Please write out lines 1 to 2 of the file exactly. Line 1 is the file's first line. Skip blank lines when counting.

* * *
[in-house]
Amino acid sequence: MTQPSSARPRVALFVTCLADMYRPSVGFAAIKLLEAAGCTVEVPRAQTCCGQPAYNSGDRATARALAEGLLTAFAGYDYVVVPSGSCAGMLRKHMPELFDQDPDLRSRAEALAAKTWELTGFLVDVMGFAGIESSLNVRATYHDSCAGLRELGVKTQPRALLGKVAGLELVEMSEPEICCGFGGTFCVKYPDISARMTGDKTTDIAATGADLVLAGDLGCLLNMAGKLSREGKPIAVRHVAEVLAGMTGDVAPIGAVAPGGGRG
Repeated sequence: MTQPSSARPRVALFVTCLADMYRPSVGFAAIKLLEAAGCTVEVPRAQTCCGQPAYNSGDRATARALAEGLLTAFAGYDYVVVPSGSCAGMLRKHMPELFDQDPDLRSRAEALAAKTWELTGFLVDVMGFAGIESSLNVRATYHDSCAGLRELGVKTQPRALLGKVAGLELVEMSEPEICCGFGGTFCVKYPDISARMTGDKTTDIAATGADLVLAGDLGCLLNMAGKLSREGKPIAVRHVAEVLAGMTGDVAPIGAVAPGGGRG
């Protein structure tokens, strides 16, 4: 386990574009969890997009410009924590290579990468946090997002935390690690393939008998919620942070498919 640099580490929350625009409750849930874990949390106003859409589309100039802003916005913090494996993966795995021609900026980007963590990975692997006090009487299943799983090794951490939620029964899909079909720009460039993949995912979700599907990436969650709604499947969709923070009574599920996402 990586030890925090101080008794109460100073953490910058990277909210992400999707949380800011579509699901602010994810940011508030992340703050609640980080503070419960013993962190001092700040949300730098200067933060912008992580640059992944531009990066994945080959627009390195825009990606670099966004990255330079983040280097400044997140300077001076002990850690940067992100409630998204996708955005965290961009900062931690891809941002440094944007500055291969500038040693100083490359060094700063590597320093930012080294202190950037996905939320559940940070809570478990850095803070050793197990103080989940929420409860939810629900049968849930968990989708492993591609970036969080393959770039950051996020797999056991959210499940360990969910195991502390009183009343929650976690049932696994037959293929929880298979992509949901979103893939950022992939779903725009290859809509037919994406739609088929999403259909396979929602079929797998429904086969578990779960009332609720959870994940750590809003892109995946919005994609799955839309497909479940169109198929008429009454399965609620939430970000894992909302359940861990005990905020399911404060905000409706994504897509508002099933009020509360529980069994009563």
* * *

[in-house]
Amino acid sequence: MTQPSSARPRVALFVTCLADMYRPSVGFAAIKLLEAAGCTVEVPRAQTCCGQPAYNSGDRATARALAEGLLTAFAGYDYVVVPSGSCAGMLRKHMPELFDQDPDLRSRAEALAAKTWELTGFLVDVMGFAGIESSLNVRATYHDSCAGLRELGVKTQPRALLGKVAGLELVEMSEPEICCGFGGTFCVKYPDISARMTGDKTTDIAATGADLVLAGDLGCLLNMAGKLSREGKPIAVRHVAEVLAGMTGDVAPIGAVAPGGGRG